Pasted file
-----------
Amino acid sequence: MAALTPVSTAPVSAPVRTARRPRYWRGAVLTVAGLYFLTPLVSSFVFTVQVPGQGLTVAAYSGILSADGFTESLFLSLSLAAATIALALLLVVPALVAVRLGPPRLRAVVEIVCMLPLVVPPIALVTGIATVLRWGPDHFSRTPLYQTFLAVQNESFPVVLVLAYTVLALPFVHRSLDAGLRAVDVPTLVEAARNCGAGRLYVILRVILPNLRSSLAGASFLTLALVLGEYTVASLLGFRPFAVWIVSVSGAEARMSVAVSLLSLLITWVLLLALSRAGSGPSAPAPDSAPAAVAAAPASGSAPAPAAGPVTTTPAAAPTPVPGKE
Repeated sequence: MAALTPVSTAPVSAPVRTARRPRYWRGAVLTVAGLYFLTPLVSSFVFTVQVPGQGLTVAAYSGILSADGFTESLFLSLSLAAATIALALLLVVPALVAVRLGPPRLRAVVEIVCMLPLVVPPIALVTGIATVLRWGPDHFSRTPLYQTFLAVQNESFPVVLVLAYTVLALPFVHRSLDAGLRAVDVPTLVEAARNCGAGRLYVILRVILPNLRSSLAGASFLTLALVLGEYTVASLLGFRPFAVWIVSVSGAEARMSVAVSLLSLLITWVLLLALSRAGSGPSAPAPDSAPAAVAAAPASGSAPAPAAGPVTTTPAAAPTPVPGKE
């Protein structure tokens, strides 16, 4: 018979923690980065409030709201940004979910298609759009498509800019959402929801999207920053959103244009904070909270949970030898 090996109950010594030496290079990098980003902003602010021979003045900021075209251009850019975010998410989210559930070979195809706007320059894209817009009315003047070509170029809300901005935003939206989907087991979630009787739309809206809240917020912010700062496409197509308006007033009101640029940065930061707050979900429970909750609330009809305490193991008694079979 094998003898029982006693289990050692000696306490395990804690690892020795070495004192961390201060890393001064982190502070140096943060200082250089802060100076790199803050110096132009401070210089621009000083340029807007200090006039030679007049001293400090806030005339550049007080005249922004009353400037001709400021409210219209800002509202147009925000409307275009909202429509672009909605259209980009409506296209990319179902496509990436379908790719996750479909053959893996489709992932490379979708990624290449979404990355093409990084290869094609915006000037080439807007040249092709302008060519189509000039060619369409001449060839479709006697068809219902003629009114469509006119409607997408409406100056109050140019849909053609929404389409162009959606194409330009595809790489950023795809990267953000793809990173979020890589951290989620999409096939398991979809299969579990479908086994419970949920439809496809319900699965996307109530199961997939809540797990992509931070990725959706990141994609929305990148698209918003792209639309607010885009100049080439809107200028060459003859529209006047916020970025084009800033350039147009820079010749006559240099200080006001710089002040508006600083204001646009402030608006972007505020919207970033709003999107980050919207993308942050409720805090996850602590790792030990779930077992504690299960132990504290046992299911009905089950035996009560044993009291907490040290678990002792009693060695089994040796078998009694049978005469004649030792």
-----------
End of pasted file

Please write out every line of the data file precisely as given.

Amino acid sequence: MAALTPVSTAPVSAPVRTARRPRYWRGAVLTVAGLYFLTPLVSSFVFTVQVPGQGLTVAAYSGILSADGFTESLFLSLSLAAATIALALLLVVPALVAVRLGPPRLRAVVEIVCMLPLVVPPIALVTGIATVLRWGPDHFSRTPLYQTFLAVQNESFPVVLVLAYTVLALPFVHRSLDAGLRAVDVPTLVEAARNCGAGRLYVILRVILPNLRSSLAGASFLTLALVLGEYTVASLLGFRPFAVWIVSVSGAEARMSVAVSLLSLLITWVLLLALSRAGSGPSAPAPDSAPAAVAAAPASGSAPAPAAGPVTTTPAAAPTPVPGKE
Repeated sequence: MAALTPVSTAPVSAPVRTARRPRYWRGAVLTVAGLYFLTPLVSSFVFTVQVPGQGLTVAAYSGILSADGFTESLFLSLSLAAATIALALLLVVPALVAVRLGPPRLRAVVEIVCMLPLVVPPIALVTGIATVLRWGPDHFSRTPLYQTFLAVQNESFPVVLVLAYTVLALPFVHRSLDAGLRAVDVPTLVEAARNCGAGRLYVILRVILPNLRSSLAGASFLTLALVLGEYTVASLLGFRPFAVWIVSVSGAEARMSVAVSLLSLLITWVLLLALSRAGSGPSAPAPDSAPAAVAAAPASGSAPAPAAGPVTTTPAAAPTPVPGKE
């Protein structure tokens, strides 16, 4: 018979923690980065409030709201940004979910298609759009498509800019959402929801999207920053959103244009904070909270949970030898 090996109950010594030496290079990098980003902003602010021979003045900021075209251009850019975010998410989210559930070979195809706007320059894209817009009315003047070509170029809300901005935003939206989907087991979630009787739309809206809240917020912010700062496409197509308006007033009101640029940065930061707050979900429970909750609330009809305490193991008694079979 094998003898029982006693289990050692000696306490395990804690690892020795070495004192961390201060890393001064982190502070140096943060200082250089802060100076790199803050110096132009401070210089621009000083340029807007200090006039030679007049001293400090806030005339550049007080005249922004009353400037001709400021409210219209800002509202147009925000409307275009909202429509672009909605259209980009409506296209990319179902496509990436379908790719996750479909053959893996489709992932490379979708990624290449979404990355093409990084290869094609915006000037080439807007040249092709302008060519189509000039060619369409001449060839479709006697068809219902003629009114469509006119409607997408409406100056109050140019849909053609929404389409162009959606194409330009595809790489950023795809990267953000793809990173979020890589951290989620999409096939398991979809299969579990479908086994419970949920439809496809319900699965996307109530199961997939809540797990992509931070990725959706990141994609929305990148698209918003792209639309607010885009100049080439809107200028060459003859529209006047916020970025084009800033350039147009820079010749006559240099200080006001710089002040508006600083204001646009402030608006972007505020919207970033709003999107980050919207993308942050409720805090996850602590790792030990779930077992504690299960132990504290046992299911009905089950035996009560044993009291907490040290678990002792009693060695089994040796078998009694049978005469004649030792």